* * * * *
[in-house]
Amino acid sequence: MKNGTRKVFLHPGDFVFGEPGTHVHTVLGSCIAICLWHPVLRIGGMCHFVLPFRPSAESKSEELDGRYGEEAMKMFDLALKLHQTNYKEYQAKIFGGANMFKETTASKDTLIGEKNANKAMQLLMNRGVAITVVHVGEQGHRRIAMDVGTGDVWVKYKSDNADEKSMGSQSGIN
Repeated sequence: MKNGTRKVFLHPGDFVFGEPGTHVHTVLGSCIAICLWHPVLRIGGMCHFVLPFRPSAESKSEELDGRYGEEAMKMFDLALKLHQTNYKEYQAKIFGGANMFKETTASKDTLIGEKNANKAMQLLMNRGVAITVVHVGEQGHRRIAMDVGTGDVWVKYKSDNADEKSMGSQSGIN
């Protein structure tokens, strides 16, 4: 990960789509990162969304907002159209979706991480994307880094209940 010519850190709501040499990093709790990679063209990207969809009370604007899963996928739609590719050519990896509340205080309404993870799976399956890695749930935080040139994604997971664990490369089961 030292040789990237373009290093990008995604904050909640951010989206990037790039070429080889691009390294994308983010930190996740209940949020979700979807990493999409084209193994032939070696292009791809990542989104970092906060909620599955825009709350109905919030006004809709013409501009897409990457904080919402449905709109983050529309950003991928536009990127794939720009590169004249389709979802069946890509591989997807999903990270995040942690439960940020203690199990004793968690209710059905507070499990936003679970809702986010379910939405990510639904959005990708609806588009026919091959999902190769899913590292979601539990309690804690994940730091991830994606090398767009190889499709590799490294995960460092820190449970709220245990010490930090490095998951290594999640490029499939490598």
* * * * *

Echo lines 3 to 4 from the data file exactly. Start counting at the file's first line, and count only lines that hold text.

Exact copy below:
Repeated sequence: MKNGTRKVFLHPGDFVFGEPGTHVHTVLGSCIAICLWHPVLRIGGMCHFVLPFRPSAESKSEELDGRYGEEAMKMFDLALKLHQTNYKEYQAKIFGGANMFKETTASKDTLIGEKNANKAMQLLMNRGVAITVVHVGEQGHRRIAMDVGTGDVWVKYKSDNADEKSMGSQSGIN
């Protein structure tokens, strides 16, 4: 990960789509990162969304907002159209979706991480994307880094209940 010519850190709501040499990093709790990679063209990207969809009370604007899963996928739609590719050519990896509340205080309404993870799976399956890695749930935080040139994604997971664990490369089961 030292040789990237373009290093990008995604904050909640951010989206990037790039070429080889691009390294994308983010930190996740209940949020979700979807990493999409084209193994032939070696292009791809990542989104970092906060909620599955825009709350109905919030006004809709013409501009897409990457904080919402449905709109983050529309950003991928536009990127794939720009590169004249389709979802069946890509591989997807999903990270995040942690439960940020203690199990004793968690209710059905507070499990936003679970809702986010379910939405990510639904959005990708609806588009026919091959999902190769899913590292979601539990309690804690994940730091991830994606090398767009190889499709590799490294995960460092820190449970709220245990010490930090490095998951290594999640490029499939490598």